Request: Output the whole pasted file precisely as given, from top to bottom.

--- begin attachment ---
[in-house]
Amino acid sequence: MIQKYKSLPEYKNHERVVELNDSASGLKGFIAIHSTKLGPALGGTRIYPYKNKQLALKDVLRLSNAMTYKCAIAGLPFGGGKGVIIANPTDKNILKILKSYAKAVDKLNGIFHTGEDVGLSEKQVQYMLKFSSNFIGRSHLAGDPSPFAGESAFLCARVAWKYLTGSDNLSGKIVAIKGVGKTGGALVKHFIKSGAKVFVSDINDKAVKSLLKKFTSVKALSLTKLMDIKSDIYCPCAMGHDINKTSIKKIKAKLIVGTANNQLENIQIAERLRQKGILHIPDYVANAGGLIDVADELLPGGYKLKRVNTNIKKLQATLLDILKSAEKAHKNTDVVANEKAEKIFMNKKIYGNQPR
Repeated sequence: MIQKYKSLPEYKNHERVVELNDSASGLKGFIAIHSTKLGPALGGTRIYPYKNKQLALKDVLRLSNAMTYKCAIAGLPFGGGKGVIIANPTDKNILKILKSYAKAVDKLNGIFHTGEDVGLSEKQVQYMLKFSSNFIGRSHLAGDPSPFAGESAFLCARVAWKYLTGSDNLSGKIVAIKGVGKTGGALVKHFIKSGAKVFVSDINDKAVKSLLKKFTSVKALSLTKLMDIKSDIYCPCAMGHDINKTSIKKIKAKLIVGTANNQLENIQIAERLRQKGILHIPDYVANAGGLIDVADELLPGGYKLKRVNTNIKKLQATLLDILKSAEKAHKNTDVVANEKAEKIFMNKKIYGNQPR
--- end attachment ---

[in-house]
Amino acid sequence: MIQKYKSLPEYKNHERVVELNDSASGLKGFIAIHSTKLGPALGGTRIYPYKNKQLALKDVLRLSNAMTYKCAIAGLPFGGGKGVIIANPTDKNILKILKSYAKAVDKLNGIFHTGEDVGLSEKQVQYMLKFSSNFIGRSHLAGDPSPFAGESAFLCARVAWKYLTGSDNLSGKIVAIKGVGKTGGALVKHFIKSGAKVFVSDINDKAVKSLLKKFTSVKALSLTKLMDIKSDIYCPCAMGHDINKTSIKKIKAKLIVGTANNQLENIQIAERLRQKGILHIPDYVANAGGLIDVADELLPGGYKLKRVNTNIKKLQATLLDILKSAEKAHKNTDVVANEKAEKIFMNKKIYGNQPR
Repeated sequence: MIQKYKSLPEYKNHERVVELNDSASGLKGFIAIHSTKLGPALGGTRIYPYKNKQLALKDVLRLSNAMTYKCAIAGLPFGGGKGVIIANPTDKNILKILKSYAKAVDKLNGIFHTGEDVGLSEKQVQYMLKFSSNFIGRSHLAGDPSPFAGESAFLCARVAWKYLTGSDNLSGKIVAIKGVGKTGGALVKHFIKSGAKVFVSDINDKAVKSLLKKFTSVKALSLTKLMDIKSDIYCPCAMGHDINKTSIKKIKAKLIVGTANNQLENIQIAERLRQKGILHIPDYVANAGGLIDVADELLPGGYKLKRVNTNIKKLQATLLDILKSAEKAHKNTDVVANEKAEKIFMNKKIYGNQPR